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Bloomberg top editor: We goofed on privacy

Bloomberg's Matthew Winkler, left, in conversation with former Greek Prime Minister Georgios Papandreou (Greek official photo)
Bloomberg’s Matthew Winkler, left, in conversation with former Greek Prime Minister Georgios Papandreou (Greek official photo)

Bloomberg’s top editorial boss admits the company screwed up.

After news broke late last week that journalists at Bloomberg had been misappropriating information with the hopes of breaking news, the company removed a “feature” from its prized financial terminals that allowed reporters to access login information and search records of Bloomberg financial data clients.

Among those affected by the privacy breech were banks like Goldman Sachs and, according to at least one report, notable figures in the financial world including Federal Reserve Chairman Ben Bernanke and former U.S. Treasury Secretary Tim Geithner.

(Read: Breaking down the Bloomberg terminal scandal)

In an article published early Monday morning, Bloomberg news editor-in-chief Matthew Winkler said the company allowed reporters to access “a user’s login history and when a login was created” along with “high-level type of user functions on an aggregated basis.” Winkler says this kind of access would be akin to someone being able to see how many times a person “used Microsoft Word vs. Excel.”

Winkler admits allowing journalists this level of access to client information, however mundane, was a mistake.

“Our client is right,” Winkler wrote. “Our reporters should not have had access to any data considered proprietary. I am sorry they did. The error is inexcusable.”

Questions arose over how long Bloomberg journalists had access to seemingly proprietary client information. BuzzFeed’s Peter Lauria reported over the weekend that the company had been allowing reporters to access the information since at least 2011 when a journalist was reprimanded internally for commenting on the feature during a news program aired on Bloomberg TV.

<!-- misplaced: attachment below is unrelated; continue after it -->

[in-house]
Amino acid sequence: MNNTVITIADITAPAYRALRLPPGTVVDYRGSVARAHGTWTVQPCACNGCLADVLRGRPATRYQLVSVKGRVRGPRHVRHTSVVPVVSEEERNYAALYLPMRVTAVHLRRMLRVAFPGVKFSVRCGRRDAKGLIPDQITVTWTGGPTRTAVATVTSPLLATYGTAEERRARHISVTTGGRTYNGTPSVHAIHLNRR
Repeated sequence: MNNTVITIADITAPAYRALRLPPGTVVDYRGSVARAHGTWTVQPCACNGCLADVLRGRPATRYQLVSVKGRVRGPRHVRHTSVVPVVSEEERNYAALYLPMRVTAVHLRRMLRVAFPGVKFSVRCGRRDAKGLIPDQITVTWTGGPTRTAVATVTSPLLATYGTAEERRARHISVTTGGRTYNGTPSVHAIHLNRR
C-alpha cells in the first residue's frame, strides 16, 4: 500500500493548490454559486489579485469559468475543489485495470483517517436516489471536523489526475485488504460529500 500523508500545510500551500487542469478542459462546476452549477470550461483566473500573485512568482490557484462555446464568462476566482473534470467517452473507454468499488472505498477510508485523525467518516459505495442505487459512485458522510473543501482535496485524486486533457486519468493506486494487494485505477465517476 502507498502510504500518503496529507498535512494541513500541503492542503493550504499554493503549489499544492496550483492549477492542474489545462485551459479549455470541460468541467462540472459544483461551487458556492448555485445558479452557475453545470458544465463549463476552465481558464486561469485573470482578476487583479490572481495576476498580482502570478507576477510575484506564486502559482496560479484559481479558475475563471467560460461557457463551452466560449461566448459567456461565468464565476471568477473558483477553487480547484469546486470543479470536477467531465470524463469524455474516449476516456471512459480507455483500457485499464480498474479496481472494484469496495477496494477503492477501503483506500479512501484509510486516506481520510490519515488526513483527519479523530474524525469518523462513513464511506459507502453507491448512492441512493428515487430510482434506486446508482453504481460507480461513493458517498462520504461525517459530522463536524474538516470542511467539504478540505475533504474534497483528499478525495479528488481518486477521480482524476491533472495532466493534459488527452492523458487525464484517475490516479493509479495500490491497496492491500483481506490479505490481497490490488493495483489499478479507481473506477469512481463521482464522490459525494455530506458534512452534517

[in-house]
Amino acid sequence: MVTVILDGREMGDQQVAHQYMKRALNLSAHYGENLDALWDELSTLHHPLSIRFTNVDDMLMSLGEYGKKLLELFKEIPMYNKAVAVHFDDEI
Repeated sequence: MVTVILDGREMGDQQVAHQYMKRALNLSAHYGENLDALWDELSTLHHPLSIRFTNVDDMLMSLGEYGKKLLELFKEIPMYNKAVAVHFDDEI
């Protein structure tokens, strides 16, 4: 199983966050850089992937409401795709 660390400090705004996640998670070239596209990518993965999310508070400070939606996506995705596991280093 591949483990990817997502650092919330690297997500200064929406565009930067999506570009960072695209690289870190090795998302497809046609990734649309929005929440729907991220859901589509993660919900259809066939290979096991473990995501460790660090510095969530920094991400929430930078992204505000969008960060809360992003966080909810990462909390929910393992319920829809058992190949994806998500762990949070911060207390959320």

But Winkler says the feature has been available to reporter for a longer period of time than that.

“The recent complaints go to practices that are almost as old as Bloomberg News,” Winkler said, adding that reporters used to approach clients about the kinds of stories they were interested in when Bloomberg was developing its budding news operation in the early 1990s.

Bloomberg’s rival Thomson Reuters said late last week that its editorial operation, Reuters News, and its financial terminal Eikon, which competes with the Bloomberg terminal, were run separately. A spokeswoman for Thomson Reuters says journalists at Reuters News do not have access to the information of its financial terminal clients.

Bloomberg: Holding ourselves accountable
BuzzFeed: Bloomberg knew for years journalists were tracking clients

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About the Author:

Matthew Keys

Matthew Keys is the publisher of The Desk and reports on the business and policy matters involving the broadcast television, streaming video and radio industries. He previously worked for Thomson Reuters, Disney-ABC, Tribune Broadcasting and McNaughton Newspapers. Matthew is based in Northern California, has won numerous awards in the field of journalism, and is a member of IRE (Investigative Reporters and Editors).